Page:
Perhaps best of all, the campground is devoid of the sort of warnings that probably scare off many a would-be camper that are found all over campgrounds across these great United States. These warnings vary by region, but they all have the same general gist: ‘WARNING: This area is known to be frequented by [fill in dangerous/poisonous/otherwise able to kill you animal here]. Please be aware of this danger, and act accordingly.’ I assume that by ‘act accordingly,’ the people who write these warnings suggest finding a hotel room.

Even the few trepidations I had about camping before getting here were unfounded. I bought a tent that advertises itself as an easy-up tent, but still says two people should put it up. While the internet had assured me one person could easily put it up, until I got to the campground and did it for myself, I wasn’t really sure it would happen (and yes, I probably should have put it up by myself before leaving for this trip, but that’s expecting a level of preparedness that I am never, ever going to achieve when it comes to my free time, particularly when I would have had to put it up outside, in Indiana, in winter). I got everything else up easily as well, most of it being a less-involved version of tailgating (and, sadly, not involving my tailgating satellite television, which would have allowed me to show that tent campers are just as able to watch Sportscenter in this campground as RV campers, thank-you-very-much). Getting set up was entirely eventful free, which is good for me, bad for keeping those reading this blog amused.

imageThis is our campsite. Maybe a bit much for one person and a dog. And also a big reason why my idea of ‘bare minimum’ means a car with absolutely no room to spare.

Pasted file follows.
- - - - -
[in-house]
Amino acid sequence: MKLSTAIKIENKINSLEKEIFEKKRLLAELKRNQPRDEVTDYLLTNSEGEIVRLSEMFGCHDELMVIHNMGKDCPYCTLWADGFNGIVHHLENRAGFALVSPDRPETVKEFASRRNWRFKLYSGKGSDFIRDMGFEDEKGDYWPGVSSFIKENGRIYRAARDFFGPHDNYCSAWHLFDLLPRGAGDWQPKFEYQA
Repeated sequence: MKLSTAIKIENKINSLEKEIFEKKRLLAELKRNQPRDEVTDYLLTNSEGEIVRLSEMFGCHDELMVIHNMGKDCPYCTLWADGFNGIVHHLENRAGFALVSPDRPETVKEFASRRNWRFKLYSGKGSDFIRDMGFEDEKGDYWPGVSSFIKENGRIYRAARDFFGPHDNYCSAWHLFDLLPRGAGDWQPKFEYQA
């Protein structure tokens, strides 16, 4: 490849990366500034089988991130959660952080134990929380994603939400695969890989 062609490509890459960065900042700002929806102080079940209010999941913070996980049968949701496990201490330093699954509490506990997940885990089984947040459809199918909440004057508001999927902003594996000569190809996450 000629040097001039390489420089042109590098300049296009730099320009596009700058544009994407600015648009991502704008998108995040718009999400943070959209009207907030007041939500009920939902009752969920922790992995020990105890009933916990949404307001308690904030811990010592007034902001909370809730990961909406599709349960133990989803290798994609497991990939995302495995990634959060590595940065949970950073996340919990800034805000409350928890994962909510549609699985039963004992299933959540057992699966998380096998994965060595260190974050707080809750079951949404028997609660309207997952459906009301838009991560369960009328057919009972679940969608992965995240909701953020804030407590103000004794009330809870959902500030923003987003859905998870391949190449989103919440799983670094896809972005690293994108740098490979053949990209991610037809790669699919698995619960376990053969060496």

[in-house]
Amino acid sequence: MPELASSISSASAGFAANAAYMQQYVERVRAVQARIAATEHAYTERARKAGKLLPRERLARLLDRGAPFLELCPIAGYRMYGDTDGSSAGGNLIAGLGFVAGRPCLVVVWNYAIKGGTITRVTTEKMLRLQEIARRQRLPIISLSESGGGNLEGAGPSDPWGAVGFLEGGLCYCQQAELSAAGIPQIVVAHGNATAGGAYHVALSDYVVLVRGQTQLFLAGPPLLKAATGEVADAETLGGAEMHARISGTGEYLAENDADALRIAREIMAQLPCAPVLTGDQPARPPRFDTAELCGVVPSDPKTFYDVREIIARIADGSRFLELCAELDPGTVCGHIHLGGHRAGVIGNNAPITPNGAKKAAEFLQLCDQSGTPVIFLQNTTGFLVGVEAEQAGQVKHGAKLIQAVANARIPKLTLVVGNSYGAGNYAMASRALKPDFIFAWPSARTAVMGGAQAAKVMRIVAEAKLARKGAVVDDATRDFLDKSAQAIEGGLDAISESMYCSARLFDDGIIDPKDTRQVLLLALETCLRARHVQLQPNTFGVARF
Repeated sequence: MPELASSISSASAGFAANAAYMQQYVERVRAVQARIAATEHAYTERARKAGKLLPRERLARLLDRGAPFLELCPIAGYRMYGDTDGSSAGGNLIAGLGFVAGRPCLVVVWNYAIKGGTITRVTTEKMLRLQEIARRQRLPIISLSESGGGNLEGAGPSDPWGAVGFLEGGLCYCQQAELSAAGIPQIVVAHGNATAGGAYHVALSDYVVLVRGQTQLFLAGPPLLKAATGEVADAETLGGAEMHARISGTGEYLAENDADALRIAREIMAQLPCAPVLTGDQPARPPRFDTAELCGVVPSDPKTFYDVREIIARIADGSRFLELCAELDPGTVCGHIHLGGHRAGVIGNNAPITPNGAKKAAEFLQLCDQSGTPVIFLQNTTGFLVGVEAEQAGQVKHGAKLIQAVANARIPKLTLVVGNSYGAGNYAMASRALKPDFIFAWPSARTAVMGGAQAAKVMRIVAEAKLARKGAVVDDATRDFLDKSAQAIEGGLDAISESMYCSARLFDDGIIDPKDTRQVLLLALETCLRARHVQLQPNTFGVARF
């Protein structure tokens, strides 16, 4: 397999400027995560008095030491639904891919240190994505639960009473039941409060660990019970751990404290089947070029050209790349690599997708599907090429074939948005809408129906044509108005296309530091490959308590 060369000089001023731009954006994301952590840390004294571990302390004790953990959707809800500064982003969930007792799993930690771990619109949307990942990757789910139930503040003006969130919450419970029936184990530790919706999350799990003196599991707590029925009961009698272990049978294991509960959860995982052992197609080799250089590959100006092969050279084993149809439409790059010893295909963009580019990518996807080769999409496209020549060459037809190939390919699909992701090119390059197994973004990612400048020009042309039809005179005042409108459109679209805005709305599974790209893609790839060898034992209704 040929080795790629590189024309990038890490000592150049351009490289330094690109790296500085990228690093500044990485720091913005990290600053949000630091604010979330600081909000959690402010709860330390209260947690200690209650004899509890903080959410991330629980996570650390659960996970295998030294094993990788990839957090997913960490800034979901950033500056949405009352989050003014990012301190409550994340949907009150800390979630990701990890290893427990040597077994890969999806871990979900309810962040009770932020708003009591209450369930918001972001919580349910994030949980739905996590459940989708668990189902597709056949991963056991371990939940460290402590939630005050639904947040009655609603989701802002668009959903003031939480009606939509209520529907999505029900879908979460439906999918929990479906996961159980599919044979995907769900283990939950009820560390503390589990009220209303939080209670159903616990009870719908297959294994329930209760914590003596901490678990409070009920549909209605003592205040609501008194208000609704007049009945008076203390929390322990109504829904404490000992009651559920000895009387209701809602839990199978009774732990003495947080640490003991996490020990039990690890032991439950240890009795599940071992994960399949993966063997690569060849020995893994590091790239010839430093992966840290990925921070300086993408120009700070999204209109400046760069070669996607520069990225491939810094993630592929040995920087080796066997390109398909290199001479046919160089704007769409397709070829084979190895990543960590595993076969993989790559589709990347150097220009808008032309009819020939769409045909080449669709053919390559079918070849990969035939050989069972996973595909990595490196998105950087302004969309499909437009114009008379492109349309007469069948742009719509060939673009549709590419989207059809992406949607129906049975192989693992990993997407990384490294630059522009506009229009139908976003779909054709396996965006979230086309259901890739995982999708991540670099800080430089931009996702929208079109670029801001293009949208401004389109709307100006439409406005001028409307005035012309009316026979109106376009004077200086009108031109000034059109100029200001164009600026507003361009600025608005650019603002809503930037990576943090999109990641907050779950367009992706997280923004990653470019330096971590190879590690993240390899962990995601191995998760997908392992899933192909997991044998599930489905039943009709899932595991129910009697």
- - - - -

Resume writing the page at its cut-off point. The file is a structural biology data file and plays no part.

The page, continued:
I was pretty sure I had found camping in paradise. And then, the campground host came by.

Now, the people who had been (note the past tense) set up next to me had, while I took Choppy on her evening walk, moved from the spot next to me to the spot across the way. I had seen them talking to the campground host, and assumed that he had told them there was a reason to move. After all, they are Australian, and probably had not noticed something about the site that was obvious to Americans.

So, I went about making supper before it got dark, pleased with my choice of spot and ability to get everything up and running in a reasonable amount of time. It was sometime after I had gotten out my flashlight and before it was truly dark that the campground host came by on his bike, stopping to have a chat.

After exchanging greetings, I noted his Michigan State hat, which led to a discussion of college football – a topic a Notre Dame alum is never, ever going to pass up a chance to discuss. After our nice, pleasant football discussion (made more pleasant for me as ND beat MSU this year), the campground host casually (far too casually, if you ask me), noted that some campers had seen some snakes recently, and I should be on the lookout for Diamondback Rattlesnakes and maybe Cobra Snakes as well, particularly around this side of the campground. Oh, and Pygmy Rattlers, too (though those probably wouldn’t kill me, he assured me).

As it turns out, I am not camping in paradise.

Now, I would normally more or less ignore this sort of warning. I don’t like snakes, but I’m not terrified of them. And even if others have seen snakes recently, that doesn’t mean I am going to see them.

My bravado aside, though, the Australians next to me moved after hearing this warning, as I learned from the camp host. And the Australians live somewhere with something like 6 of the 10 deadliest snakes in the world, all of which are regularly found in peoples’ garages and backyards. If they are scared by this warning, I probably should be too.

Then again, I really like this camping spot. And I’m all set up. So, as it turns out, I’ll take my chances with the snakes. And hope for the best.